How to Anchor a Floating Easement In Real Estate


Note: This podcast is no longer available, but please see below for the transcript of the podcast.

What’s a “floating easement?” Stan and Susan Servient recently bought a parcel of vacant land in Idaho and wanted the home they intended to build to have electricity.  The Servients granted Dominant Electric an express easement on their land. An express easement is “the right to use the land of another for a specific purpose that is not inconsistent with the general use of the property by the owner.” Hughes v. Fisher, 142 Idaho 474, 480, 129 P.3d 1223, 1229 (2006); citing Hodgins v. Sales, 139 Idaho 225, 229, 76 P.3d 969, 973 (2003); citing Abbott v. Nampa School Dist. No. 131, 119 Idaho 544, 548, 808 P.2d 1289, 1293 (1991).   property benefiting from the easement, or using the owner’s property is called the “dominant estate.” property burdened by the easement, or being used, is called the “servient estate.”   

The Servients cut their parcel’s legal description directly from the title report they received when they bought their property, and pasted the description into the express easement they found online and drafted for Dominant Electric. The Servients’ dilemma began because the Servients described their entire parcel in the express easement, instead of specifying only where they wanted the utility lines to be placed.  Dominant Electric’s express easement allowed the utility company to utilize the Servients’ entire parcel, including the beautiful hilltop location where the Servients wanted to build their dream home! The Servients had mistakenly created a “floating” or “blanket” easement in favor of Dominant Electric. Due to this simple error, Dominant Electric had the easement right to build its facilities anywhere on the Servients’ parcel it chose– even across their preferred location for the new home. The Servients could have avoided these problems!

The result: Dominant Electric now had total and complete discretion where it could place the powerlines serving the Servients’ future homesite, even if those powerline locations disrupted the Servients’ future plans for developing their property. The reason is that, in Idaho, the dominant estate is entitled to full enjoyment of an easement. Carson v. Elliott, 111 Idaho 889, 890, 728 P.2d 778, 779 (Ct.App.1986). Because the Servients granted Dominant Electric a “floating” easement, Dominant Electric’s rights became superior to those of the Servients. Boydstun Beach Assoc. v. Allen, 111 Idaho 370, 376-77, 723 P.2d 914, 920-21 (Ct.App.1986).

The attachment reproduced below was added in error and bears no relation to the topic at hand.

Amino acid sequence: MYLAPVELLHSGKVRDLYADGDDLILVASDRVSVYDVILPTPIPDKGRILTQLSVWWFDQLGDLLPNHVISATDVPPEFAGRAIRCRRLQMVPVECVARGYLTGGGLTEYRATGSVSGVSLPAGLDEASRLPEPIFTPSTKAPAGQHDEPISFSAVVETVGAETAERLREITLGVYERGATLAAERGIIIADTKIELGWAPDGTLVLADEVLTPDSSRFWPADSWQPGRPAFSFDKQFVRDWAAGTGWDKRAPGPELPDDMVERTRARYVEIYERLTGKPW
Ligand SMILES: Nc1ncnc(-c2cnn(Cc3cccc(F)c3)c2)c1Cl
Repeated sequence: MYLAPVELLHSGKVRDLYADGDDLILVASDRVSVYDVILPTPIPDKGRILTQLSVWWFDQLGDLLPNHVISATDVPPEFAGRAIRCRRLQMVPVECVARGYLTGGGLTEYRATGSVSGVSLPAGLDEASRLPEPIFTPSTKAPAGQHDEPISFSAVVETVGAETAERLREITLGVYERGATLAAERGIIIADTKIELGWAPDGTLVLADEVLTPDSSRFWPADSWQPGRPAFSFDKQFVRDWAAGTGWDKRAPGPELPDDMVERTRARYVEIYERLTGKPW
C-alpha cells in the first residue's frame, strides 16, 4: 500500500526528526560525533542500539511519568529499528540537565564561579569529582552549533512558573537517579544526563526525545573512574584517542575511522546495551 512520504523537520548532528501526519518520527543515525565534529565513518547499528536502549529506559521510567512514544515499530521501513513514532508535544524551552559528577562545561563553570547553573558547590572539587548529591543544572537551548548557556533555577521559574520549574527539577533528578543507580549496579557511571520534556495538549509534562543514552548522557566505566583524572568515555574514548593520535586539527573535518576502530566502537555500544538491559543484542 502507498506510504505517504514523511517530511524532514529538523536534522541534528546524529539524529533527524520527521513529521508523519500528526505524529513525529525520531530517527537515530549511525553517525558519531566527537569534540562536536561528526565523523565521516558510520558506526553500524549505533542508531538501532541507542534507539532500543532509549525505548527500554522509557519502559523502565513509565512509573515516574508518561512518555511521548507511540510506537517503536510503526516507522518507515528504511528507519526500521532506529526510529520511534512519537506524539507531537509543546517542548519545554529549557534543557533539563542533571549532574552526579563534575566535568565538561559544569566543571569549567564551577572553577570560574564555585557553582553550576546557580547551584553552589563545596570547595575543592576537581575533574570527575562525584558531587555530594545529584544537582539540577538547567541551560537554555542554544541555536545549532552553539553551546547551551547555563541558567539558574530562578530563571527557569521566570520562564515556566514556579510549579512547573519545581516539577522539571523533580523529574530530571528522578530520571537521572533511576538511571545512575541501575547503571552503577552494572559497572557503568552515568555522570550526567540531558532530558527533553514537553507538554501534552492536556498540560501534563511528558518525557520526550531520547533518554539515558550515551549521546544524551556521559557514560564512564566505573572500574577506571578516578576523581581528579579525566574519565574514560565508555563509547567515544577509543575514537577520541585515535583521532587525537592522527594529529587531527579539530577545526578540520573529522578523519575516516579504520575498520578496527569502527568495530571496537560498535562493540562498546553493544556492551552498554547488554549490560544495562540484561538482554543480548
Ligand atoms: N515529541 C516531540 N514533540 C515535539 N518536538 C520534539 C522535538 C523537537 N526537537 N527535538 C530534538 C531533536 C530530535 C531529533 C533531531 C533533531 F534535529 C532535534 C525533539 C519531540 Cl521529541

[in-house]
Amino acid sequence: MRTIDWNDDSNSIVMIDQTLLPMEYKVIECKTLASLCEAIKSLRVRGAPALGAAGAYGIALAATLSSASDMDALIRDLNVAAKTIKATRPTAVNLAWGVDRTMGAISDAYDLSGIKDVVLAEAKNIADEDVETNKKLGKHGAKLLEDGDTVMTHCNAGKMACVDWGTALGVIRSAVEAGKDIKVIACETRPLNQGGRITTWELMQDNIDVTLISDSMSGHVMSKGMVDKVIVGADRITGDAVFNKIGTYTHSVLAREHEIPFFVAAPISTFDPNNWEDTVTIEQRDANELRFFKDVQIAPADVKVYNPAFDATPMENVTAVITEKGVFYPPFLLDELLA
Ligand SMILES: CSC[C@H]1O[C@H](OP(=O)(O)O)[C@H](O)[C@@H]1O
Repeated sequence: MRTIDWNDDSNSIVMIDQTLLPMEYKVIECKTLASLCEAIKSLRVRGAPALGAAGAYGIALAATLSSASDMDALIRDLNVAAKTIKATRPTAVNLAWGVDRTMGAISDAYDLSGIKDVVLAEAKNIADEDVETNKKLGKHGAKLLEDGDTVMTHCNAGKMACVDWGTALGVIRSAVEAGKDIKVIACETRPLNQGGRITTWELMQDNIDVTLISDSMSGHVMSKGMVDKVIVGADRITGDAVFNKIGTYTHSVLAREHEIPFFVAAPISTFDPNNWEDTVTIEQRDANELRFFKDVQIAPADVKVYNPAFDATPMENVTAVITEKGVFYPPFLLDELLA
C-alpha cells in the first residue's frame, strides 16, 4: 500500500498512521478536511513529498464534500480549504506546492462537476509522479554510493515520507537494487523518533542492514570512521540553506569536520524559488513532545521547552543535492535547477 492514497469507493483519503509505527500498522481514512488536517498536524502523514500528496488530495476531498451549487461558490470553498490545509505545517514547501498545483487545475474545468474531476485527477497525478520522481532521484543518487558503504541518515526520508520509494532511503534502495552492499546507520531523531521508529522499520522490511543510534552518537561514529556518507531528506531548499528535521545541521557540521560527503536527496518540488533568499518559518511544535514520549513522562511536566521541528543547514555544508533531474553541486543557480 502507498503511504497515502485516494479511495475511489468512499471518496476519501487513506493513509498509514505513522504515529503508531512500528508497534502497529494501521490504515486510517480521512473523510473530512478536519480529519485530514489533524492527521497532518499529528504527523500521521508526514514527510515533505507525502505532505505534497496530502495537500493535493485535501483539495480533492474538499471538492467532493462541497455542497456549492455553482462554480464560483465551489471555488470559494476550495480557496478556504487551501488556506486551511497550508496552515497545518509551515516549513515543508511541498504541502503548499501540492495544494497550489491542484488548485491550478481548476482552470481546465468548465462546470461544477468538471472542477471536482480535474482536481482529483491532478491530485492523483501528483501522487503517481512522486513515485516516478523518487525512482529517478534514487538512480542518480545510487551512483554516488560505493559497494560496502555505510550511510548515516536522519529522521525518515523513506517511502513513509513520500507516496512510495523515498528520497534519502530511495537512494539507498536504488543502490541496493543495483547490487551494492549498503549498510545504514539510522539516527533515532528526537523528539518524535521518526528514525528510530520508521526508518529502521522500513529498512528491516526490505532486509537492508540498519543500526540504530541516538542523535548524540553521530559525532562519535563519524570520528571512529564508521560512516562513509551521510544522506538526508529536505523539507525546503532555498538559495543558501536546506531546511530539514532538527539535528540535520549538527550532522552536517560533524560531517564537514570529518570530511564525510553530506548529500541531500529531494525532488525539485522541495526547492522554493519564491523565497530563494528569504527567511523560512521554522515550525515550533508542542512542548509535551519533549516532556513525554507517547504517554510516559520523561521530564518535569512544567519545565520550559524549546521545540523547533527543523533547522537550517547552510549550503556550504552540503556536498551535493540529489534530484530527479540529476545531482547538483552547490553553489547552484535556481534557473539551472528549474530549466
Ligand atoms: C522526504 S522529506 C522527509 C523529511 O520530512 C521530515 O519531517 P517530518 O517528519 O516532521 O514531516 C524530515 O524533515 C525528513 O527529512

What could the Servients do? The Servients consulted their attorney, but only after they had already recorded the “floating” express easement.

Fortunately for the Servients, many times the law in Idaho is eminently practical. The Idaho Supreme Court has said that where a “floating” easement is created — one that describes an entire parcel as the easement area — the actual location of the easement is established where the easement‘s use is fixed. In this example, Dominant Electric’s easement right was fixed to the location where it installed its electric wires, and by that placement the easement ceased to cover the entire parcel. Coulsen v. Aberdeen Springfield Canal Co., 47 Idaho 619, 277 P. 542 (1929) and I.C. § 55-313.  Dominant Electric’s first use of the “floating” easement defined and limited the physical location of the utility company’s easement right. 

The Servients could have asked Dominant Electric to place its powerlines in certain locations, but the final decision in this case would rest completely with Dominant Electric. The Servients suffered a great deal of anxiety until Dominant Electric employees came out to install the powerlines on the property. Fortunately for the Servients, the Dominant Electric workers found no geologic obstacles to placing the powerlines in locations the Servients could accept, but did not prefer. However, the power lines’ final placement required the Servients to consult with their architect and make some significant changes to their home plans, costing the Servients some substantial financial overruns. 

What lessons can we learn from the Servients’ choices?

  1. Before making decisions that could mistakenly give someone else a right to use your property, get competent legal advice. An ounce of prevention is worth a pound of cure!
  2. When drafting a “Do-It-Yourself” legal document, simply copying and pasting could affect your real property rights in negative, unintended ways. Avoid being penny wise and pound foolish!
  3. Talk with your neighbor or your utility provider before you grant them an easement on your property. Make sure the easement is placed where YOU want it before recording it. And finally,
  4. Remember to CYA: Call Your Attorney! Have a great day. 

At Timely Contract, our primary legal services include: real estate contract review, real estate contract drafting, legal opinions for title insurance exceptions, and research, due diligence, and legal opinions for properties.

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